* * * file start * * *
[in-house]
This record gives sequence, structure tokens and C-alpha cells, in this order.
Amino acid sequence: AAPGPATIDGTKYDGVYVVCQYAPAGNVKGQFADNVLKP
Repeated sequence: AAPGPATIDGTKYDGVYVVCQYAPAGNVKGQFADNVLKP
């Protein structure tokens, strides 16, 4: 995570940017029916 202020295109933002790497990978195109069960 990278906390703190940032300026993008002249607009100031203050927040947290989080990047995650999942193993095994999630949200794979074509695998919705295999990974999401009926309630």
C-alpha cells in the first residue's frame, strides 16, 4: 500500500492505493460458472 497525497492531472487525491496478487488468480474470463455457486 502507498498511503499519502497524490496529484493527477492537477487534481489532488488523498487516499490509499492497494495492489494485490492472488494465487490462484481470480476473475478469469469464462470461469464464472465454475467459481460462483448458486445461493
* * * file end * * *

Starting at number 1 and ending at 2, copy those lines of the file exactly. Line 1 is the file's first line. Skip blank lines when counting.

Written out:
[in-house]
This record gives sequence, structure tokens and C-alpha cells, in this order.